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Sunspot Cycle, Gravity, and Magnetism

Cameron Y. Rebigsol
Year: 2017

No material we know of on Earth can withstand the temperature of nearly 6,000k found on the surface of the Sun and still stay in one stable structure as how the sunspots show. The heaviest element Osmium has a mass density of  22.6 g/cm^3 with a boiling point of 5285k, above which no one stable piece of osmium can be found. The next material found with higher mass density is neutron stars. All these potentially lead us to believe that sunspots are composed of material of mass density far higher than osmium. But what is its material nature?

With volumes that can reach even 1,000 times of that of the Earth, together with the unusually high mass density, the sunspots must have response to the gravitational influence from all the planets conspicuously different from the fluidic materials in their environment. The gravitational influence from the planets on the Sun is just an inescapable reciprocal response to the gravitational force from the Sun onto the planets. Therefore, as part of the Sun, the sunspots must be responsible of the exertion of the influence as well as sharing the corresponding reciprocal response from the planets.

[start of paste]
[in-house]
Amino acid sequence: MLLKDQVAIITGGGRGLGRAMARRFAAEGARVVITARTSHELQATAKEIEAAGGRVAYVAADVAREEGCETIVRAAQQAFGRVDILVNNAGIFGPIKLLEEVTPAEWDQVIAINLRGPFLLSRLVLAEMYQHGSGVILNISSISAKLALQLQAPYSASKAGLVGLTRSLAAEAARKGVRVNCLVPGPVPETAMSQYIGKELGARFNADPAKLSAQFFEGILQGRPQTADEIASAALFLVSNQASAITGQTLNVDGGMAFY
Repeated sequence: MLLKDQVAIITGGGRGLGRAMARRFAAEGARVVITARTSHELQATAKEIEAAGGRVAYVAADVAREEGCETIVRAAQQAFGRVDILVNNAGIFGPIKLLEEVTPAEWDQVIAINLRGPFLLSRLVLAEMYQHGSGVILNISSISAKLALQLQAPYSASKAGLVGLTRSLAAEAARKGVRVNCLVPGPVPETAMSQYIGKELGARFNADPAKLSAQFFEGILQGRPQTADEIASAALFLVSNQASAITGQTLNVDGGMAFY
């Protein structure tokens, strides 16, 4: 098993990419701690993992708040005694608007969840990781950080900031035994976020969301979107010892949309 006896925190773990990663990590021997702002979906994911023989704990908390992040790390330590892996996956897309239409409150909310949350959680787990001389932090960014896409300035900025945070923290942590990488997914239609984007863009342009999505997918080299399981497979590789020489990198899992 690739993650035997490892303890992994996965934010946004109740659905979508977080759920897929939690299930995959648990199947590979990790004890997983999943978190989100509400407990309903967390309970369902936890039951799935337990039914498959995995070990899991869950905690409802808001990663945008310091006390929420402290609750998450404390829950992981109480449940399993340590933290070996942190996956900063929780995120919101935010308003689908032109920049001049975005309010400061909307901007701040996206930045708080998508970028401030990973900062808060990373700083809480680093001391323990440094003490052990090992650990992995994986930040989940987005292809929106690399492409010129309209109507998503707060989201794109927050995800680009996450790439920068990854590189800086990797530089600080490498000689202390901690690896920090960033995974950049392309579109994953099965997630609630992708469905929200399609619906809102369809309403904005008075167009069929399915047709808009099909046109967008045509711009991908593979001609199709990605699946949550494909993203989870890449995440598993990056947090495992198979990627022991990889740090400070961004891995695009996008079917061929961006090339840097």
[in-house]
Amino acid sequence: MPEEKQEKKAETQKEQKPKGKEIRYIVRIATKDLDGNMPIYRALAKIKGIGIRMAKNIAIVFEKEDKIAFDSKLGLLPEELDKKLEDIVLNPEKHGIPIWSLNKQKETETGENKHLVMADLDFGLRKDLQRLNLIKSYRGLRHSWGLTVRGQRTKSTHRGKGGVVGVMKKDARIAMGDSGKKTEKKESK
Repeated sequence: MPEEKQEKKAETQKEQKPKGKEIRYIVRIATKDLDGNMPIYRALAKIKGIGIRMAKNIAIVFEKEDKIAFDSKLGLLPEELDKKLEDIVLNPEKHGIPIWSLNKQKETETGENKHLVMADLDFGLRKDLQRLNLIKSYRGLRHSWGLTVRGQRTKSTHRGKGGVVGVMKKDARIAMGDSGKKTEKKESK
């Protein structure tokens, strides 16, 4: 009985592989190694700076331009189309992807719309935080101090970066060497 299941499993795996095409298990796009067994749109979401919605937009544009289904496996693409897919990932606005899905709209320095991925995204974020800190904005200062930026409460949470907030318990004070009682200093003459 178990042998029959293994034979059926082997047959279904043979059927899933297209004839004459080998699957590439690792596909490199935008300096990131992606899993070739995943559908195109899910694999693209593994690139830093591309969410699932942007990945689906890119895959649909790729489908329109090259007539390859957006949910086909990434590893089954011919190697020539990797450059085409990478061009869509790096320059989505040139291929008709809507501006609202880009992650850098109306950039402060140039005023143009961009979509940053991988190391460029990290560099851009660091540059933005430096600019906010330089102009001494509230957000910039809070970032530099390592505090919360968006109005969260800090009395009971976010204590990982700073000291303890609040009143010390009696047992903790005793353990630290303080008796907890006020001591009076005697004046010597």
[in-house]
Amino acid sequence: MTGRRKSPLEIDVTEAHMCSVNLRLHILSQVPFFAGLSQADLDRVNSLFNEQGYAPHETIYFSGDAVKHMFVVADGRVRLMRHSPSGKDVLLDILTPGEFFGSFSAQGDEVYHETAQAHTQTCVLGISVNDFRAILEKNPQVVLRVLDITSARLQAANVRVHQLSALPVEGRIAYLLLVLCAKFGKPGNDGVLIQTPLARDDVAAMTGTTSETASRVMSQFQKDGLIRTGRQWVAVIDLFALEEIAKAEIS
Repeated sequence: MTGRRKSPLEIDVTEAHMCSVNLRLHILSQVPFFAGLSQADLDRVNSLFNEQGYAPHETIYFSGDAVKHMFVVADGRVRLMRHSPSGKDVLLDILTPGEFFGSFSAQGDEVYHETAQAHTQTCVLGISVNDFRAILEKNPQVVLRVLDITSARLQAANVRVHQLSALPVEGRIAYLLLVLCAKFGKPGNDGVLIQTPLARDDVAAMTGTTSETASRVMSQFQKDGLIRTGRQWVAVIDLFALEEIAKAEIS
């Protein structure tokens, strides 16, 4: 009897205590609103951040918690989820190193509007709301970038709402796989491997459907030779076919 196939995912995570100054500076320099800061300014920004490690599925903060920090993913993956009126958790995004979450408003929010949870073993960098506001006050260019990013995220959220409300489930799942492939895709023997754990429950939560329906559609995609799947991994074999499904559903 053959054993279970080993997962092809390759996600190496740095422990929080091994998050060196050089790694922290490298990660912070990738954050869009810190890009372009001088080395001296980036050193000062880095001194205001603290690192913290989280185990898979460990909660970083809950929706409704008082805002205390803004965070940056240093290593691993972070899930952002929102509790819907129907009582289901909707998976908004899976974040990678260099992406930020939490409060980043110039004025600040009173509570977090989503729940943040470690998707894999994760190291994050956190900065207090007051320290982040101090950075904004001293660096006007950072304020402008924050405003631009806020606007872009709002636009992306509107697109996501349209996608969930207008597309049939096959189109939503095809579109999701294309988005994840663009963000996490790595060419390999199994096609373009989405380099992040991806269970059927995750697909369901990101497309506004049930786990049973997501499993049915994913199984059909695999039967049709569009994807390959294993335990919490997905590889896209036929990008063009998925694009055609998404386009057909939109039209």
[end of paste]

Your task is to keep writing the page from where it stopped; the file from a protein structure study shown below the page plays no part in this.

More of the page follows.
When the size of the sunspot is mentioned in our study, we have been getting used to a concept that is portrayed by terms like contract, expand, and decay. If gravitational influence from the planets cannot be excluded in a reasonable speculation, we may have to include one more concept that is portrayed by the term ``buoyancy". As such, the visual effect of contracting in our view happens when a sunspot sinks deeper and deeper below the Sun's surface, whereas the visual effect of expanding happens when the sunspot resurfaces and exposes itself more and more in our view. So, given the unusually high mass density of the sunspots, true decaying of them in the sense of material integrity may not be a reality that our study can pursue.